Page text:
“The vacation in your photo album is more pleasant than the one you actually had, and that may skew your memory. … Your memories, then, are not just recollections. They are also reconstructions” (Jason Zweig, 238).
Why not plan your spending in such a way that you spend a larger percentage of your money on things that are rewarding (like giving) and steer away from spending money on stuff that dulls over time?
Step #3: Have a ‘this’-and-‘that’ face off.
This really is a simple exercise. It has been observed that hindsight is 20/20 so go ahead and use that clear vision of the past to guide your future spending. Take a few items in your home and place them side by side and ask, “Right now which item am I happier that I purchased?” Your answer will help guide your future spending.
Sample A: Luggage
Exhibit A Exhibit B
These two pictures of luggage have the same purpose – they help haul my useless junk around the world. So far both of these items have accomplished the task with equal effectiveness. Any time my junk does not arrive it is typically the fault of an airline, not the luggage itself. There is one significant difference – cost. The two bags in Exhibit A cost about $85 and the cost for Exhibit B was $5. Using my 20/20 perspective I now know what a complete and absolute waste of money to pay $85 for something I can find for $5 at any used clothing store in America. As a result, I have now decided that I’ll buy all my luggage second hand.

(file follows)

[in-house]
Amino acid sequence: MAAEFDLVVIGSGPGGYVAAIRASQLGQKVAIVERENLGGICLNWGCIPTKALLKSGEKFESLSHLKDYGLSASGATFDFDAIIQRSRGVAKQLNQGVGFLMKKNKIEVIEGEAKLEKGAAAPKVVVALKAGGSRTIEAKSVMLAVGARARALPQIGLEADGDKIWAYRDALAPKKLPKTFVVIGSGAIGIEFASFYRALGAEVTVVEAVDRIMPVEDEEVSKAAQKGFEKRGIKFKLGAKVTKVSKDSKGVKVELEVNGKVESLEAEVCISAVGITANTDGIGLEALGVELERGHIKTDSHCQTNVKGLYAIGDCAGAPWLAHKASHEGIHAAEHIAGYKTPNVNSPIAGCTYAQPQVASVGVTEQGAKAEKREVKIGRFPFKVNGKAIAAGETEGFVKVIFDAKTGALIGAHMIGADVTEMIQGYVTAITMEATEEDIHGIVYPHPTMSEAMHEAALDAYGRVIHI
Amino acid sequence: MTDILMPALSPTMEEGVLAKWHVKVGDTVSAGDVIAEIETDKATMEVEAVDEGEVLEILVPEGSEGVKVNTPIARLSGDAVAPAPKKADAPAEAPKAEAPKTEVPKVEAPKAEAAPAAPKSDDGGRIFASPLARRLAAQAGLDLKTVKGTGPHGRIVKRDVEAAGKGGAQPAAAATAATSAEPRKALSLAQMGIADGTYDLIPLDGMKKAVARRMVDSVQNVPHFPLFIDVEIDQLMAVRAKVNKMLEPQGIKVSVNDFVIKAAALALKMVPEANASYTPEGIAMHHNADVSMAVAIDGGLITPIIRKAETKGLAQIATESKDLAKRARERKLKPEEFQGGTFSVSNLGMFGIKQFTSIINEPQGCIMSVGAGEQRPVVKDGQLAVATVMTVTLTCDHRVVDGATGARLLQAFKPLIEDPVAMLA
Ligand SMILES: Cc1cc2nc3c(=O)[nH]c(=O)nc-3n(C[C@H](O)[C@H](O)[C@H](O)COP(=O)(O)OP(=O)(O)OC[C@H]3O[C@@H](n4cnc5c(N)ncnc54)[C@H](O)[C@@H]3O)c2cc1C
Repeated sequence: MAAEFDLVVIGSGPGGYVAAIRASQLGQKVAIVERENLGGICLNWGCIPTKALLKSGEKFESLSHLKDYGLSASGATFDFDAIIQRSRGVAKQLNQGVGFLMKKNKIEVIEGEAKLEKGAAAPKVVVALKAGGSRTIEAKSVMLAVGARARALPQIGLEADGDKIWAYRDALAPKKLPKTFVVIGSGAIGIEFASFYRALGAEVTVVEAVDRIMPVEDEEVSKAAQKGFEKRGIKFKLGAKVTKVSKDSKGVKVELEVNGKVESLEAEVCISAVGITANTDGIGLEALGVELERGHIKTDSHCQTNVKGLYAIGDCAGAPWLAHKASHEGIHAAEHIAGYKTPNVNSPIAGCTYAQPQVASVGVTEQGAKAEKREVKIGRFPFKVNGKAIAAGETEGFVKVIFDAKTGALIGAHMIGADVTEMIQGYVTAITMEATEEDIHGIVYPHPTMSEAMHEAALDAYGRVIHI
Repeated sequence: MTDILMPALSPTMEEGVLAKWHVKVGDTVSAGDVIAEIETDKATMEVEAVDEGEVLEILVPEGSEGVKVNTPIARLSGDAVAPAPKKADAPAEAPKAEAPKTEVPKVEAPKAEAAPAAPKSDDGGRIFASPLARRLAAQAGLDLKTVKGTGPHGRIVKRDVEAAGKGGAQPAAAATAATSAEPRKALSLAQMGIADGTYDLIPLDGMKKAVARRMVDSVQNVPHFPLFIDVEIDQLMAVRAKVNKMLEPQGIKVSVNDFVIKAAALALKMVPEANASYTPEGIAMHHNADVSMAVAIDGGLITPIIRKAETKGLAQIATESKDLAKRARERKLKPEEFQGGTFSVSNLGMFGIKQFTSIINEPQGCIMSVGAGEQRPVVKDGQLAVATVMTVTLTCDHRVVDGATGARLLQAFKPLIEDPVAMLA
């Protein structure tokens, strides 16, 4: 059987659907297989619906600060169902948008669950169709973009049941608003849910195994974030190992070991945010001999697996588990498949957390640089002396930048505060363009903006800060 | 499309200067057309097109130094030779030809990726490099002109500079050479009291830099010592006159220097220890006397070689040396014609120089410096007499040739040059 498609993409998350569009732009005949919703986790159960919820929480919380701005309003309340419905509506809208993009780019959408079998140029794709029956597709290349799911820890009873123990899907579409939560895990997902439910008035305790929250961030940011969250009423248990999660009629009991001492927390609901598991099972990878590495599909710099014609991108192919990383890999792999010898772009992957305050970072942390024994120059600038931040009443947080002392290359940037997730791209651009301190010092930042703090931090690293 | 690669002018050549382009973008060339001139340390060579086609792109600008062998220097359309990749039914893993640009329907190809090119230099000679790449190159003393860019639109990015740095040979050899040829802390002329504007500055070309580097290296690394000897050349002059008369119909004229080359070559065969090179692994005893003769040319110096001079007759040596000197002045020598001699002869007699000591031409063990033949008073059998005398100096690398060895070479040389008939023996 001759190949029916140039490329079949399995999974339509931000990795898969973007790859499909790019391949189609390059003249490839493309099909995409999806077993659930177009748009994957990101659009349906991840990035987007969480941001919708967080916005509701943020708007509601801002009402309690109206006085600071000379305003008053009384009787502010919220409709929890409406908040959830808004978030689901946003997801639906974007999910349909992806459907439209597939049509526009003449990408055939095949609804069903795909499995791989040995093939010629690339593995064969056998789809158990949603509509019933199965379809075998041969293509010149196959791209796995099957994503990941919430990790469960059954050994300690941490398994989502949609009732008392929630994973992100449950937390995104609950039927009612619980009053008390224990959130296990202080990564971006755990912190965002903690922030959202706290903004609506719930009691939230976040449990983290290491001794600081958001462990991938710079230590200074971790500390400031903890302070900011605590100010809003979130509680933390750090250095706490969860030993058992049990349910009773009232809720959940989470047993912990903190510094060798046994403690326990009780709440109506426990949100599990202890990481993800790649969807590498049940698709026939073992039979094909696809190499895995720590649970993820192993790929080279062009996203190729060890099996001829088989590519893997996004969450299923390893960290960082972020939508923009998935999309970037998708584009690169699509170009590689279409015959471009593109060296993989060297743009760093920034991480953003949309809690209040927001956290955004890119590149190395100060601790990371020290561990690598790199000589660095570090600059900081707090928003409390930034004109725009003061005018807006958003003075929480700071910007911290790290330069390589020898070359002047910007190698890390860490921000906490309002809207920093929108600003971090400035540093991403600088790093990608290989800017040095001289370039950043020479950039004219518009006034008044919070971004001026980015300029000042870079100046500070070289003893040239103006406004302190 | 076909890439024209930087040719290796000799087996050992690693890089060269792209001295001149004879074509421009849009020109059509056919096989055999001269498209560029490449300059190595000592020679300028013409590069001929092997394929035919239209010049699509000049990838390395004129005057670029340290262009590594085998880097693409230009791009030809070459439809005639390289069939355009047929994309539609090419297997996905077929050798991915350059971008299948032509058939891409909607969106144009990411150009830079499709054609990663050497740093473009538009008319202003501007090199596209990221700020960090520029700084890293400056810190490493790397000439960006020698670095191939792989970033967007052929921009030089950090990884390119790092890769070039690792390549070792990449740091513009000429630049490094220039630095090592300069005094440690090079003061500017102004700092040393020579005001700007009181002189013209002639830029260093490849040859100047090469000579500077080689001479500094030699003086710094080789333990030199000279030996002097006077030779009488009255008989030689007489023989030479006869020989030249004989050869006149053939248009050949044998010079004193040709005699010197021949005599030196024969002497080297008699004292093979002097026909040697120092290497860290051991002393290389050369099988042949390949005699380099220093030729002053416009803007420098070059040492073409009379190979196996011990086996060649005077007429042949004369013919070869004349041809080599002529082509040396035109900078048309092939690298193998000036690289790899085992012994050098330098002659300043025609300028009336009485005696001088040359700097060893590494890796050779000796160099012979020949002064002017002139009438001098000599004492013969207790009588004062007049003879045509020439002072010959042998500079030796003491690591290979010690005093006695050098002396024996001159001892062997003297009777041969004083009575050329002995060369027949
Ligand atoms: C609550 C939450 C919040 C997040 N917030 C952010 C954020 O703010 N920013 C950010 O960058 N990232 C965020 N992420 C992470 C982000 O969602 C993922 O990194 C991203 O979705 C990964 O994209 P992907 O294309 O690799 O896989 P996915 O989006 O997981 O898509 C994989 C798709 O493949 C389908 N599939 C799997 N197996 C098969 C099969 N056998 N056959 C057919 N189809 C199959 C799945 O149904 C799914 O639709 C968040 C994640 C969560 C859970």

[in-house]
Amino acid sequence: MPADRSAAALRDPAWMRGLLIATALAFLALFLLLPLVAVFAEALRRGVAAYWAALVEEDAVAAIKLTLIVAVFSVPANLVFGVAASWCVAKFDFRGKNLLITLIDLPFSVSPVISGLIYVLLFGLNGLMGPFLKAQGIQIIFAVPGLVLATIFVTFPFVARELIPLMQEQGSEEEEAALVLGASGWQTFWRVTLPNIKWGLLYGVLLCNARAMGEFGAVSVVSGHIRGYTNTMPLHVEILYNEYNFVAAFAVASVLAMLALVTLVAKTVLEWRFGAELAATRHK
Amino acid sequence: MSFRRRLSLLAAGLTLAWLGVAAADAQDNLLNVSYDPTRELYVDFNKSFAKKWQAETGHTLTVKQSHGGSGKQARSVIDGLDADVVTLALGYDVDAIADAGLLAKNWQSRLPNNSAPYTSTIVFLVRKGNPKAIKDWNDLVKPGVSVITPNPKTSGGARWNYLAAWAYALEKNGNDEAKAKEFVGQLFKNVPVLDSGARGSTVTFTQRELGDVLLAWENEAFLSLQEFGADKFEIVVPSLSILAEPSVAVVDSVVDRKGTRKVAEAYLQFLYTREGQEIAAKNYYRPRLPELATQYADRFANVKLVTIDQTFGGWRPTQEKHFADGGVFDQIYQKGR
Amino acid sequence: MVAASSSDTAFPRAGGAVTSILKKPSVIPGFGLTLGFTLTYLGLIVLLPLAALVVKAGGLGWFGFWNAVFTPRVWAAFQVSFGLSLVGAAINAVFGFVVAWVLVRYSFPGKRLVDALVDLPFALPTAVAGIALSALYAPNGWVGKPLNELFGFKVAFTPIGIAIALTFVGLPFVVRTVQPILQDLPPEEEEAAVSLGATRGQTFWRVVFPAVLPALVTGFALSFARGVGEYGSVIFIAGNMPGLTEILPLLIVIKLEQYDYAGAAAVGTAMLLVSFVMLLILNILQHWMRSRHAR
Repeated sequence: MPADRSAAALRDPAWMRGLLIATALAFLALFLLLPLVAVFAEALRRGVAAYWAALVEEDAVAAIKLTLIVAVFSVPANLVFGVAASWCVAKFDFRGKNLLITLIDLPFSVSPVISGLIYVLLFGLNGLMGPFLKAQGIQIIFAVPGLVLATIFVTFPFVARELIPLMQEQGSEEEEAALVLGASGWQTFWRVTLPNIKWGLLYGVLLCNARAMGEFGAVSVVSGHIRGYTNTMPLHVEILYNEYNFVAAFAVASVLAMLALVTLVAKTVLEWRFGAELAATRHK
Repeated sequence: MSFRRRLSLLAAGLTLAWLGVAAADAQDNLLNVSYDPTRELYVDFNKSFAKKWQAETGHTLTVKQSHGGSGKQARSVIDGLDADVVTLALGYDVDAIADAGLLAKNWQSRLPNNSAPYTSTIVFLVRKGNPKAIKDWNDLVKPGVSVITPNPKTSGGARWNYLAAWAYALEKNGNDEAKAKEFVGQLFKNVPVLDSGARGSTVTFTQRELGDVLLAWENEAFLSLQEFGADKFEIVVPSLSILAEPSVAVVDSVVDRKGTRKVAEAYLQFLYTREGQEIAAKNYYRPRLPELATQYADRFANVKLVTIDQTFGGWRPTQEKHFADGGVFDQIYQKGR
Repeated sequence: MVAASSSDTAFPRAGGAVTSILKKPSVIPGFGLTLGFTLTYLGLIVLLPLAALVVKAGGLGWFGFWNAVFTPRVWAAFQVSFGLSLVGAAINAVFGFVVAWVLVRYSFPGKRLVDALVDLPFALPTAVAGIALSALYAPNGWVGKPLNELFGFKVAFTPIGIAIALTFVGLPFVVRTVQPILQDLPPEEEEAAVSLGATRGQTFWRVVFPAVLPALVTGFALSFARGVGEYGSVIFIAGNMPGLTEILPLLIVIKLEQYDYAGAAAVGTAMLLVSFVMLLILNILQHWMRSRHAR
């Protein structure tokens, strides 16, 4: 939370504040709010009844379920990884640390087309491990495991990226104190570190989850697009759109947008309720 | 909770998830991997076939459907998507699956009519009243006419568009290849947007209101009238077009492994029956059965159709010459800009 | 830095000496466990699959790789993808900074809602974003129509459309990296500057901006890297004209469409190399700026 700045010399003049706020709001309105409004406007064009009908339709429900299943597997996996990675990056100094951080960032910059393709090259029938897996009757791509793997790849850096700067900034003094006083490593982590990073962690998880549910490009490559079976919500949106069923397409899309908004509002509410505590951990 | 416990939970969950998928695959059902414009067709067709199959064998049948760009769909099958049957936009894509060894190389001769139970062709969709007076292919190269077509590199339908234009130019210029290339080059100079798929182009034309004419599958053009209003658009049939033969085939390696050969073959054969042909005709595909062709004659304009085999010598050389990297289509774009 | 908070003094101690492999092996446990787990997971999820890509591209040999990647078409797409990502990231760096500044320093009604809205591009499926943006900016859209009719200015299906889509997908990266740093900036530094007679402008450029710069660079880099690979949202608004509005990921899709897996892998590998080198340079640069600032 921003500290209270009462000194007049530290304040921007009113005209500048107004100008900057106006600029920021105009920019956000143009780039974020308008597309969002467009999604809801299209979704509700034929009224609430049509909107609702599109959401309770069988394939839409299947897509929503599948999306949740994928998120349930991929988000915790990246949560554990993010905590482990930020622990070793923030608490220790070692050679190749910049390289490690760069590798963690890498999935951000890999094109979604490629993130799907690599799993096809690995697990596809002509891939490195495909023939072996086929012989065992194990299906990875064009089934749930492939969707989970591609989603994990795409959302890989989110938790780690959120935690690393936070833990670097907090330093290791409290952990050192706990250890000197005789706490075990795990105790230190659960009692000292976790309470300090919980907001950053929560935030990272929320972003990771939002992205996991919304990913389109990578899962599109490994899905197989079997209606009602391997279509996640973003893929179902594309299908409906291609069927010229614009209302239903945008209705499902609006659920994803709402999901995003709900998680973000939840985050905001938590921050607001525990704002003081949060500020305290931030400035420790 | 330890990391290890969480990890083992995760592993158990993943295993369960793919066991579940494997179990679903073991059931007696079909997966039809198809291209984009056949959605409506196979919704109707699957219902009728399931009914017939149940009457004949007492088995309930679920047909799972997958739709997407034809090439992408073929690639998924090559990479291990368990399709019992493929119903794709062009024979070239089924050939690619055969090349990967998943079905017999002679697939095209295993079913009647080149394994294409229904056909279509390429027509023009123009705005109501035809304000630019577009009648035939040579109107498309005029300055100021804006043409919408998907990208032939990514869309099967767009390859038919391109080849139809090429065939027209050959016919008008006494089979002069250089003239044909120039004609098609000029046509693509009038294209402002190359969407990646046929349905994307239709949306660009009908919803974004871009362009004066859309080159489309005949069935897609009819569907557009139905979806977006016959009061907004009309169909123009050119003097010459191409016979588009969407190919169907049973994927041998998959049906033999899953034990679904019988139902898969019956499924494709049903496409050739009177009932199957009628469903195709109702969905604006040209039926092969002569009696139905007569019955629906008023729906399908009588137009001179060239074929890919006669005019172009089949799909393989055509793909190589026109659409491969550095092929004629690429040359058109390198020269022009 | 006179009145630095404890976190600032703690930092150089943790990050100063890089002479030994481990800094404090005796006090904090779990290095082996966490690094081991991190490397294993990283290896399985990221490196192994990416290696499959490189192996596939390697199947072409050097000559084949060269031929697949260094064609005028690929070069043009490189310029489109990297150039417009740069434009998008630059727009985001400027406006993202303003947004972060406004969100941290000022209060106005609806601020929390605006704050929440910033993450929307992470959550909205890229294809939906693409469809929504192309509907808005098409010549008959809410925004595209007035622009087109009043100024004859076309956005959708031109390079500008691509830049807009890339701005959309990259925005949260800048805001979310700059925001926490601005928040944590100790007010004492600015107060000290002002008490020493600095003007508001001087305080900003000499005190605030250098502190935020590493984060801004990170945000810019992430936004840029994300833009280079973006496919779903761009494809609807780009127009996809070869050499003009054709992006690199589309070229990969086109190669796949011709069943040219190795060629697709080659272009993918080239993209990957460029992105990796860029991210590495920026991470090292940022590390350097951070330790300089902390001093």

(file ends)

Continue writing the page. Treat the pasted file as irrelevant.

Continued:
Sample B: The Vacation and the Fridge
You will notice that my fridge (which has only been used for less than three years) is rusting. I’m finding that the type of a fridge does little to contribute to my spending satisfaction. In the future I am going to think about functionality without any fancy bells and whistles.
I have a whole slew of vacation pictures I enjoy looking at. Those great memories grow year after year. Vacations always provide some special family times. As a result, I enjoy spending money on vacations because I feel like they contribute something to my life’s satisfaction.
Step #4: Adjust your spending accordingly.
Take what you have learned about yourself and create a future where you spend your money wisely according to your values. A budget is the best way to help direct your spending. Don’t keep making bad money choices! When setting amounts for your budget categories make sure they fit your personal preferences.
A final thought.
Try incorporating your gifts to people into the same evaluation. I suspect you will find that there is a growing pleasure that comes from giving.
Let me leave you with one final quote from Jason Zweig:
“While the money you spend on acquisitions tend to feel more and more like a mistake as time passes, the money you spend on experiences is apt to grow in value as your memories grow warmer.”